When you have feedback to submit:
- Return feedback to evertreeinn@gmail, preferably part of the same email thread/chain, rather than a new one.
- Please send screenshots or copy/pasted quotes as often as you can; it helps us track down whatever observation you’re making. In particular, the author may see things that you don’t, and/or the screenshot may contain more information than you realize.
- DO NOT submit feedback using the Bug/Submit button in the game for this beta.
DO NOT POST ASKING WHAT THE BETA EMAIL ADDRESS IS. The first test to becoming a beta tester is inferring what it is based on the above paragraph.
Tips on How to Give Feedback
This beta is mainly focused on testing imported saves. Please make sure you have either a Sordwin or Evertree save file that you can use in the new Lux beta.
Please send in feedback for “high level” and “low level” feedback. Not mid-level feedback.
Low-level = typos and continuity errors. A continuity error is when a character’s gender flips, or someone comes back from the dead, or you run into a plotline that just doesn’t make sense (because it’s probably a coding error).
For these low-level issues, screenshots are very helpful. If you see a problem, take a screenshot, or copy and paste the text that is in error, and email that.
“High level” feedback has to do with things like plot, pacing, and characters. “Scene A didn’t work for me because x, y, and z,” is useful feedback. “B character was entirely unsympathetic, because u, w, and v,” is also useful feedback.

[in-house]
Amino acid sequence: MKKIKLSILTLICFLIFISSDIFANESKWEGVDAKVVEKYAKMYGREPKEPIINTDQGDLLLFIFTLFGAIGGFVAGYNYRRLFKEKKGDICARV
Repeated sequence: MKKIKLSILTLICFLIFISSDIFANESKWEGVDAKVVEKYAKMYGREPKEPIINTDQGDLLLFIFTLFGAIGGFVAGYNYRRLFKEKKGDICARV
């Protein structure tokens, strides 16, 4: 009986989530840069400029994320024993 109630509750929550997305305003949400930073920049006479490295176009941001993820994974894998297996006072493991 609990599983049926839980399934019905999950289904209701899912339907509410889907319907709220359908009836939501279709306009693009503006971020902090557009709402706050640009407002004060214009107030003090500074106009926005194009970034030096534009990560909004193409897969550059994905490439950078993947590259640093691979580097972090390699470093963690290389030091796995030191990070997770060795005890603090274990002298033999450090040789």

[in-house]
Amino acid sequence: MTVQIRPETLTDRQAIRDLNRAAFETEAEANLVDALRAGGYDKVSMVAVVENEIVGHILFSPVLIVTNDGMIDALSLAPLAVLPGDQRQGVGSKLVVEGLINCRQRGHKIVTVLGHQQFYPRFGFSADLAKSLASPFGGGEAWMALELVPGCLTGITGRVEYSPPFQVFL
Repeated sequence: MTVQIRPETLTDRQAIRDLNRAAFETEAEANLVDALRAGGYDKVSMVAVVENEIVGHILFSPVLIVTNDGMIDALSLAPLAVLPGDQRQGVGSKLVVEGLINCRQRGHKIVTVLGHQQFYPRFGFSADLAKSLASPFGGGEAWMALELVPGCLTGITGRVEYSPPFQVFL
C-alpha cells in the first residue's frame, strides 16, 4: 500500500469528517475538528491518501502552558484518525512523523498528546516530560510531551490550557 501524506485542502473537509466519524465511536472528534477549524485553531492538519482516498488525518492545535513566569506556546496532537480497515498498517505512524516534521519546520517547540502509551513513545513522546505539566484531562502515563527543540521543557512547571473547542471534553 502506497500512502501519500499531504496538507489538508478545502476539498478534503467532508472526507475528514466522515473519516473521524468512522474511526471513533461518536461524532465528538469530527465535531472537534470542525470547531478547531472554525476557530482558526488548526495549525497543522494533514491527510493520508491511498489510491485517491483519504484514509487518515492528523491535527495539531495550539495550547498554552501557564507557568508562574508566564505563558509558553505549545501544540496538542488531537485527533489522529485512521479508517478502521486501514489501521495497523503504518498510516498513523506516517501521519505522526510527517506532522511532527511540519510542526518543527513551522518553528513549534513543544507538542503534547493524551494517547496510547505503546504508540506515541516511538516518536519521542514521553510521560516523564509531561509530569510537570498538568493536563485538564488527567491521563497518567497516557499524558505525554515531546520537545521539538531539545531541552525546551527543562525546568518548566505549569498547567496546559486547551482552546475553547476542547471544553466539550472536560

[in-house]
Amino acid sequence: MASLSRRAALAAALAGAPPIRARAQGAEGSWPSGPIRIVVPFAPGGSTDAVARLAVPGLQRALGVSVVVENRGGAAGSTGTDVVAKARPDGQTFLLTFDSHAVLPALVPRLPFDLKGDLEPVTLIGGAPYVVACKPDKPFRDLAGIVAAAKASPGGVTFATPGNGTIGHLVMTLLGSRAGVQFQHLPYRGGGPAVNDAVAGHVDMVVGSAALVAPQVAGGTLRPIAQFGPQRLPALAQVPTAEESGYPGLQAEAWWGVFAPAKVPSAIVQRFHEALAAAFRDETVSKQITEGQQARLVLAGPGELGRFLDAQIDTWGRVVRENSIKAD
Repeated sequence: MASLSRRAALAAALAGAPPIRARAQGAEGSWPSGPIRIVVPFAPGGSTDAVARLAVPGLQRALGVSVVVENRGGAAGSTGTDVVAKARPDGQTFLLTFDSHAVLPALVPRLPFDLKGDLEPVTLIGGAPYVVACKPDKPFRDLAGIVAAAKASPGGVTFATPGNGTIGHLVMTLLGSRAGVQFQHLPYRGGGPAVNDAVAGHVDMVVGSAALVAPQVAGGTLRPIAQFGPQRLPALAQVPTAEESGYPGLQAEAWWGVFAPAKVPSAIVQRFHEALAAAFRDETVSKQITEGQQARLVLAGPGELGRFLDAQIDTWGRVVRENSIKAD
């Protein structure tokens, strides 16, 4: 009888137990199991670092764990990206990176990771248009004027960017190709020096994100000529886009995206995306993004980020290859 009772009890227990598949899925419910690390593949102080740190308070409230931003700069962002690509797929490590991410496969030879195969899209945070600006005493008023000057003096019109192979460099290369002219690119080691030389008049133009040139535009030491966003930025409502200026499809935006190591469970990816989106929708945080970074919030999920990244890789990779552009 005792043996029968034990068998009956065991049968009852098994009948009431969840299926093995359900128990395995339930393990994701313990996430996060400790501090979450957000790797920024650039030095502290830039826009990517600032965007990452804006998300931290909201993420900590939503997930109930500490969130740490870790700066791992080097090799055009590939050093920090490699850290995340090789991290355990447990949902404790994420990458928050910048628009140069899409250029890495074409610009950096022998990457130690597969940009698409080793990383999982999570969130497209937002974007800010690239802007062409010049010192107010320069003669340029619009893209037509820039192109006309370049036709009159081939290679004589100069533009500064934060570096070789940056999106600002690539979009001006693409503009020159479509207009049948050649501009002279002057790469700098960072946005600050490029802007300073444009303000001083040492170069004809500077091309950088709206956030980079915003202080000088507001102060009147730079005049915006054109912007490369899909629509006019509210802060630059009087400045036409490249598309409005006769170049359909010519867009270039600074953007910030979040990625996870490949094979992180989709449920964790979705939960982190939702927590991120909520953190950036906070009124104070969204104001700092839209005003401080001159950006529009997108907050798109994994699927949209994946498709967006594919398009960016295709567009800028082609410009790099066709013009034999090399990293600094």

“Mid-level” feedback describes things like grammar, style, word choice, or the use of commas. As I said above, I do not want mid-level feedback. In particular, DO NOT WRITE TO ME ABOUT COMMAS.
“I had a great time and saw only a few spelling errors,” is not useful feedback. In fact, it’s the sort of thing that results in you not being given access to future betas.
Some examples of useful feedback
In Choice of the Dragon, you get to choose what type of wings you have: leather or scaled. Someone wrote in and asked about having feathered wings. Great suggestion! Done!
In “The Eagle’s Heir,” someone asked about Eugenie. They said that the romance moved too quickly–because she only appeared in the last third of the game–and wished they could have had an opportunity to meet her earlier. So the authors added an opportunity to meet her and start the romance earlier in the game (in a scene that already existed).
In “Demon Mark: A Russian Saga” several people commented on how the PC’s parents were unsympathetic, so the authors added a choice or two to deepen the relationship with the parents in the first chapter, to help better establish their characters.
Similarly, pointing out a specific choice and saying, “this is who I imagined my character was at this particular moment, and none of these options seemed right for me. I would have liked an option to do X instead,” is also really helpful feedback.
Another useful piece of feedback: if you choose an #option and then the results of that #option don’t make sense. Like, if you thought an #option might test one stat, but it seems to have tested a different one.